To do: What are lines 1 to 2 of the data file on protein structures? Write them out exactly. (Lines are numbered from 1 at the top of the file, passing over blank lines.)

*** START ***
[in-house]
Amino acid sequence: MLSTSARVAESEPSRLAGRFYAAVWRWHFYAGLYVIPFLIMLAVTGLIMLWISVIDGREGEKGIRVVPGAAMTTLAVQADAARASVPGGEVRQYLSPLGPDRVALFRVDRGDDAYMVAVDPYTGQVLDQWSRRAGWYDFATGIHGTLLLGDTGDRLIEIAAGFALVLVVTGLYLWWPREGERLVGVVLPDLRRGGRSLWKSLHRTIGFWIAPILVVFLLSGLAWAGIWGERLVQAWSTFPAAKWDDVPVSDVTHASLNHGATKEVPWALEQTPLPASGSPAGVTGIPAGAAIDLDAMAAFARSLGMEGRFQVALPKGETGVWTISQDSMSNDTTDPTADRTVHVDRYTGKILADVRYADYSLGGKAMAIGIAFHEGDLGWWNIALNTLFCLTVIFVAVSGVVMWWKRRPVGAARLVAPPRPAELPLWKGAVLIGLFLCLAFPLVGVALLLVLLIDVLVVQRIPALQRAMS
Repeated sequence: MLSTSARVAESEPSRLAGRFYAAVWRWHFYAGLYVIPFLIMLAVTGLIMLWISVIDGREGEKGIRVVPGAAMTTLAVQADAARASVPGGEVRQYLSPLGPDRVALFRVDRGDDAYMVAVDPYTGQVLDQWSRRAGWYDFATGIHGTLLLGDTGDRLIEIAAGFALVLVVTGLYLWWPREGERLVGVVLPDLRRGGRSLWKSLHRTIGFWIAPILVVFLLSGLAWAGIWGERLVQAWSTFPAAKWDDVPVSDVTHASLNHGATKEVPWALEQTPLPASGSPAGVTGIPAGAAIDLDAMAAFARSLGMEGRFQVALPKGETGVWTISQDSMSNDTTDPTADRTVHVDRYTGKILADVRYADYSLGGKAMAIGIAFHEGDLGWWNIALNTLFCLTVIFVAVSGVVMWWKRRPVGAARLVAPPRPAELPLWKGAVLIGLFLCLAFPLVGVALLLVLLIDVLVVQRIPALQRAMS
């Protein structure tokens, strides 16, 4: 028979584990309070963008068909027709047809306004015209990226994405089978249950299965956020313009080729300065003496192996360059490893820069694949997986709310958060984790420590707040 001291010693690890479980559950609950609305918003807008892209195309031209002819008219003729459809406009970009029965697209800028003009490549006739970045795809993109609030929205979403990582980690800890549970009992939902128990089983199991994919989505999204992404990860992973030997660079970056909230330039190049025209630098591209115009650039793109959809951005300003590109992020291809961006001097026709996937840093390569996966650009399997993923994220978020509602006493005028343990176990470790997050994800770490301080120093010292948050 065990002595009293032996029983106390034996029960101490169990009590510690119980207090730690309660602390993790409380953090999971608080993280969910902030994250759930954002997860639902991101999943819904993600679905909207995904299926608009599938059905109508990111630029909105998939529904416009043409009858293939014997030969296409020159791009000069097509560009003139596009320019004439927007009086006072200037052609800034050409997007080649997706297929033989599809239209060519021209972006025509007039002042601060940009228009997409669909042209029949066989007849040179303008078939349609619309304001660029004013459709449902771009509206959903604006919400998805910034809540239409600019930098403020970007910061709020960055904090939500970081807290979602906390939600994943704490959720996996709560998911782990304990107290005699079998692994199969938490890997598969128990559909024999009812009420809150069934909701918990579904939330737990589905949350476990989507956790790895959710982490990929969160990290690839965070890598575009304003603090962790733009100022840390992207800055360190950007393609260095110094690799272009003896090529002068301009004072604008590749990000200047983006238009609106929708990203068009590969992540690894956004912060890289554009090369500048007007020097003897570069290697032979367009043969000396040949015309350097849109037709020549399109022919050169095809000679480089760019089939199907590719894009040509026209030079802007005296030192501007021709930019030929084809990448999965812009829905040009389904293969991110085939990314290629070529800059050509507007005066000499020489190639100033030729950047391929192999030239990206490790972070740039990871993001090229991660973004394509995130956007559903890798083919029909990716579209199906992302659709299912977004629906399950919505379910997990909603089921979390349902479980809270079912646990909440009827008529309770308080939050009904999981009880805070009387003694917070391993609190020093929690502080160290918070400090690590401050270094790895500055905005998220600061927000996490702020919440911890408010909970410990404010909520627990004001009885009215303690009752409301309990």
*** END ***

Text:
[in-house]
Amino acid sequence: MLSTSARVAESEPSRLAGRFYAAVWRWHFYAGLYVIPFLIMLAVTGLIMLWISVIDGREGEKGIRVVPGAAMTTLAVQADAARASVPGGEVRQYLSPLGPDRVALFRVDRGDDAYMVAVDPYTGQVLDQWSRRAGWYDFATGIHGTLLLGDTGDRLIEIAAGFALVLVVTGLYLWWPREGERLVGVVLPDLRRGGRSLWKSLHRTIGFWIAPILVVFLLSGLAWAGIWGERLVQAWSTFPAAKWDDVPVSDVTHASLNHGATKEVPWALEQTPLPASGSPAGVTGIPAGAAIDLDAMAAFARSLGMEGRFQVALPKGETGVWTISQDSMSNDTTDPTADRTVHVDRYTGKILADVRYADYSLGGKAMAIGIAFHEGDLGWWNIALNTLFCLTVIFVAVSGVVMWWKRRPVGAARLVAPPRPAELPLWKGAVLIGLFLCLAFPLVGVALLLVLLIDVLVVQRIPALQRAMS